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Kitchen fitters subsistence claim

Overnight allowance

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A self employed kitchen fitter working away from home tends to sleep in his van to save on accommodation bills.  Rather than keep detailed records of food bills etc my inclination is to claim (per night) 75% of the official HMRC subsistence allowances for (employed) lorry drivers as EIM66130 allows where drivers use their sleeper cabs overnight.  Does this seem reasonable? 


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23rd Jul 2019 09:23

It's a reasonable approach (IMO) although very open to HMRC challenge since the allowances don't apply to the self employed. It would be prudent to keep evidence of typical costs if you are going down this road. It's also a security measure since tradesmen tools are an easy target for thieves. If the kitchen fitter incorporated his business, then, as a director, he'd be an employee and able to apply the employed worker rules.

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23rd Jul 2019 11:18

Caillebotte v Quinn ?

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23rd Jul 2019 15:16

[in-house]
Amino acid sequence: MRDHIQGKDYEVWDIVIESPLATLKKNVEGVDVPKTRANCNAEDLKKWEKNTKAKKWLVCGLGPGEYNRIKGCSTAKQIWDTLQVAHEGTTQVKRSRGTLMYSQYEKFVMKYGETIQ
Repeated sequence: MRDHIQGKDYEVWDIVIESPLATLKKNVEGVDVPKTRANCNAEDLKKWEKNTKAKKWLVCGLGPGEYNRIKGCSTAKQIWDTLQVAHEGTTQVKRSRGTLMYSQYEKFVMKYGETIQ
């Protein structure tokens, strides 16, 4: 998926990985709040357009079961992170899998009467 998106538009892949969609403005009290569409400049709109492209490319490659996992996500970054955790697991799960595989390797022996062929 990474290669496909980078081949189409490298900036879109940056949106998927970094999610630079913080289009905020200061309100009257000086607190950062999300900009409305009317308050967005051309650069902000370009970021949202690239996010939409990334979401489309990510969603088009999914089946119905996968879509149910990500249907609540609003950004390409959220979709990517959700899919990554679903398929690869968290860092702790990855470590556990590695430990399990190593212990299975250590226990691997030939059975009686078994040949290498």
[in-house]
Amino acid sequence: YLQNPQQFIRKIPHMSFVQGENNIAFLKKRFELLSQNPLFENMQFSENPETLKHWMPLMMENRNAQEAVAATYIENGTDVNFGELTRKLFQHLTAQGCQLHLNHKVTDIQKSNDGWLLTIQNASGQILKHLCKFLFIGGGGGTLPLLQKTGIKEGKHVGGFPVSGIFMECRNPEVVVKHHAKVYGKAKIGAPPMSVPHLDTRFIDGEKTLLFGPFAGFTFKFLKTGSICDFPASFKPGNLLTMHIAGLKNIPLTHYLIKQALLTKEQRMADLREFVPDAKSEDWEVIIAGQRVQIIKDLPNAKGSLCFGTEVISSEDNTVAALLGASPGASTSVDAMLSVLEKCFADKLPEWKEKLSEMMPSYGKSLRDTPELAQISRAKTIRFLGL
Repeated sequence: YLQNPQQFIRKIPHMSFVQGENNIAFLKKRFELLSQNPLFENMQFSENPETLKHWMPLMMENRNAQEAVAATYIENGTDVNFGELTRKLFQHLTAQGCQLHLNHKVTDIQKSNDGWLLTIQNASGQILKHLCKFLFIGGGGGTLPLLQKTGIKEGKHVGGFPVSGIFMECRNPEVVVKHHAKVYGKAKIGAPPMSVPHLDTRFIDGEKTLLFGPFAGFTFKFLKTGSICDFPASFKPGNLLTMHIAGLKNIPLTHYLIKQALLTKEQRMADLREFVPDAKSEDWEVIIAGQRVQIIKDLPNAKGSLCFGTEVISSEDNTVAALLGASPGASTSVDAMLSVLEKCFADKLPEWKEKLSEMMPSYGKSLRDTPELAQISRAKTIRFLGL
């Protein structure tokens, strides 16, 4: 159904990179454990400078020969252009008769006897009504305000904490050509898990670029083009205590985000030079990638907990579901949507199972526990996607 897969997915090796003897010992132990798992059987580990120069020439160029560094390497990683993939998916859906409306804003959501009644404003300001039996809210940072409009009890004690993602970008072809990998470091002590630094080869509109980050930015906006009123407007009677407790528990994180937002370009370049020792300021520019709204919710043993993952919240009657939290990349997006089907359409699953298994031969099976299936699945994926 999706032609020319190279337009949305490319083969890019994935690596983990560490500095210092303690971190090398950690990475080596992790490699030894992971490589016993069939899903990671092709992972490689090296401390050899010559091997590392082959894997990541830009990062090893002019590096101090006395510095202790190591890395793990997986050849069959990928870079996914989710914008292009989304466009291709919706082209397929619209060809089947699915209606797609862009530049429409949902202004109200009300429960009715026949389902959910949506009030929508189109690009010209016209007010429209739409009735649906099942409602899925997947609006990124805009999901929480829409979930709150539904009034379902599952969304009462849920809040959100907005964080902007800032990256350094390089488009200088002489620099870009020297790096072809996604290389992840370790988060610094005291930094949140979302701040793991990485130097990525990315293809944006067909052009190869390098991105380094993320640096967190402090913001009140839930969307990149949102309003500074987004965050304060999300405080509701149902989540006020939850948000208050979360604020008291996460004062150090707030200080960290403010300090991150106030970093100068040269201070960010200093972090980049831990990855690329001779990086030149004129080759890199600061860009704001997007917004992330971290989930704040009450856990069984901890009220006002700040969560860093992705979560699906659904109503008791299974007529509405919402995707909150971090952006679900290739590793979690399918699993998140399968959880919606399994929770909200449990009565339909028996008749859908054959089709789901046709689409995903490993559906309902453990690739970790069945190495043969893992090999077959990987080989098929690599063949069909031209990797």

Dealing with Caillebotte v Quinn first, there is now statutory provision (previously an ESC) that subsistence expenditure can be deductible for itinerant traders. See BIM47705/

The amount of the deduction should be the amount of expenditure that is actually incurred on such subsistence. Any other amount, however it is arrived at, is by definition an estimate, which HMRC can challenge.

I'd imagine that when away from home overnight, or when leaving early in the morning, breakfast will be needed, which HMRC estimate at £5, but that's probably a little on the low side.

Also when away overnight, or when arriving home late there would be an evening meal, estimated by HMRC to be £15.

There will probably always be lunch, estimated at £5, so you already have a basis for a per diem estimate of £25.

I think you're pushing it to try and get the 75% lorry driver rate of £26.20, plus £5 for lunch.

Remember that the lorry driver rate is an amount that the employer can pay and not operate PAYE on, but they are still expected to carry out sample checks to ensure that subsistence expenditure is actually being incurred, and the allowance is a reasonable estimate of actual costs.

If you face a challenge, with a jobsworth tax officer, they will seek to disallow the whole expense if receipts can't be produced (most of them seem to think receipts are a requirement) and you will have to go to a tribunal to justify your estimate, which probably isn't worth it. If you don't push it though, you may not get the challenge.

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24th Jul 2019 11:16

Itinerant ?

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to Michael Davies
24th Jul 2019 11:32

Well, you could RTFM. But I imagine that the chap isn't fitting kitchens in the same place all the time.

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